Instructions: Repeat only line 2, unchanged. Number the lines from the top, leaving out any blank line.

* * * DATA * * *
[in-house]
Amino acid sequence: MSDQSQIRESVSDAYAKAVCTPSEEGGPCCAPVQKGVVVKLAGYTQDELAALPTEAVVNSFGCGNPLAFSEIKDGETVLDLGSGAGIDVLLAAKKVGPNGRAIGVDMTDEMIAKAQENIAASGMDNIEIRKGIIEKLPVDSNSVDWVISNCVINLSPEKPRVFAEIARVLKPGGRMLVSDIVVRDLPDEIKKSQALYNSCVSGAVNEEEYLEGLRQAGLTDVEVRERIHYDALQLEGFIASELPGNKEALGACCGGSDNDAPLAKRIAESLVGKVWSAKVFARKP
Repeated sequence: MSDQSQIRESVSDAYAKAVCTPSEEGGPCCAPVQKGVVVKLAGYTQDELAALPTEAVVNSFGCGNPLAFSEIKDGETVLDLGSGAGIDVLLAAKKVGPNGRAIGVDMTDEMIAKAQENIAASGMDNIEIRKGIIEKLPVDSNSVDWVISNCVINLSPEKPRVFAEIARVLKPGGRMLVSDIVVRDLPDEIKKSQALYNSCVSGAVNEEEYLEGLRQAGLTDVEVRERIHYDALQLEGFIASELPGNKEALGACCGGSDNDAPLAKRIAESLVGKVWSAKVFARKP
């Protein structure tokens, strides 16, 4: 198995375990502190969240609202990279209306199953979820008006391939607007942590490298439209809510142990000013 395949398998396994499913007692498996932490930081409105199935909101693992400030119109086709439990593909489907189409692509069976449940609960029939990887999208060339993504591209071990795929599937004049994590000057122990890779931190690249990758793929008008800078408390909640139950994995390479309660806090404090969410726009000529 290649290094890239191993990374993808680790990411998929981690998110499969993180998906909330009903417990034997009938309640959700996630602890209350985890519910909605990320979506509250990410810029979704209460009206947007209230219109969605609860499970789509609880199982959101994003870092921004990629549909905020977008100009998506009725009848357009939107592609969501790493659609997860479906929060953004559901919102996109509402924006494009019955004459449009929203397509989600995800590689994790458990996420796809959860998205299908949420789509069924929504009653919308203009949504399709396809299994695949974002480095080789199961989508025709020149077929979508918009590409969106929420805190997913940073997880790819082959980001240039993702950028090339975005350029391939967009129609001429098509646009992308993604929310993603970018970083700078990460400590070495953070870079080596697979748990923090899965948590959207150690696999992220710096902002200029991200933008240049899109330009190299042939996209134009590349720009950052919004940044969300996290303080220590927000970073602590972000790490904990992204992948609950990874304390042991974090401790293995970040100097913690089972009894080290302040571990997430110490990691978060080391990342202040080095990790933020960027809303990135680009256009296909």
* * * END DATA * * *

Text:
Amino acid sequence: MSDQSQIRESVSDAYAKAVCTPSEEGGPCCAPVQKGVVVKLAGYTQDELAALPTEAVVNSFGCGNPLAFSEIKDGETVLDLGSGAGIDVLLAAKKVGPNGRAIGVDMTDEMIAKAQENIAASGMDNIEIRKGIIEKLPVDSNSVDWVISNCVINLSPEKPRVFAEIARVLKPGGRMLVSDIVVRDLPDEIKKSQALYNSCVSGAVNEEEYLEGLRQAGLTDVEVRERIHYDALQLEGFIASELPGNKEALGACCGGSDNDAPLAKRIAESLVGKVWSAKVFARKP